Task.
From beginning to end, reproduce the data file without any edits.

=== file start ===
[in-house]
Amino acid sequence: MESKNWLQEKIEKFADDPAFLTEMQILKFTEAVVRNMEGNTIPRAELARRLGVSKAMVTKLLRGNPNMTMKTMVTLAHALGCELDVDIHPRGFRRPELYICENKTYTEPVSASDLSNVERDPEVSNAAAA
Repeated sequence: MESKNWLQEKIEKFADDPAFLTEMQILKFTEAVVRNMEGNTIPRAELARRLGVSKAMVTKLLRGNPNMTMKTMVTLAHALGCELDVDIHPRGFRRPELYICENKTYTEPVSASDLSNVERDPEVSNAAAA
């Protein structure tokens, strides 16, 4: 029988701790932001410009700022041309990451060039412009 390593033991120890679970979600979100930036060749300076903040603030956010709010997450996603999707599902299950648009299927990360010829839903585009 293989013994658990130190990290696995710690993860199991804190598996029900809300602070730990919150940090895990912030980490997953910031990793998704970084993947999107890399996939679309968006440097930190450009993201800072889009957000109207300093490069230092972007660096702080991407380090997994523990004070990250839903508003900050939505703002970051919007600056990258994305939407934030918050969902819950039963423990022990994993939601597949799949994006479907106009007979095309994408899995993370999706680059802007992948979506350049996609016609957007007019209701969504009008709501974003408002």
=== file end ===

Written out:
[in-house]
Amino acid sequence: MESKNWLQEKIEKFADDPAFLTEMQILKFTEAVVRNMEGNTIPRAELARRLGVSKAMVTKLLRGNPNMTMKTMVTLAHALGCELDVDIHPRGFRRPELYICENKTYTEPVSASDLSNVERDPEVSNAAAA
Repeated sequence: MESKNWLQEKIEKFADDPAFLTEMQILKFTEAVVRNMEGNTIPRAELARRLGVSKAMVTKLLRGNPNMTMKTMVTLAHALGCELDVDIHPRGFRRPELYICENKTYTEPVSASDLSNVERDPEVSNAAAA
């Protein structure tokens, strides 16, 4: 029988701790932001410009700022041309990451060039412009 390593033991120890679970979600979100930036060749300076903040603030956010709010997450996603999707599902299950648009299927990360010829839903585009 293989013994658990130190990290696995710690993860199991804190598996029900809300602070730990919150940090895990912030980490997953910031990793998704970084993947999107890399996939679309968006440097930190450009993201800072889009957000109207300093490069230092972007660096702080991407380090997994523990004070990250839903508003900050939505703002970051919007600056990258994305939407934030918050969902819950039963423990022990994993939601597949799949994006479907106009007979095309994408899995993370999706680059802007992948979506350049996609016609957007007019209701969504009008709501974003408002």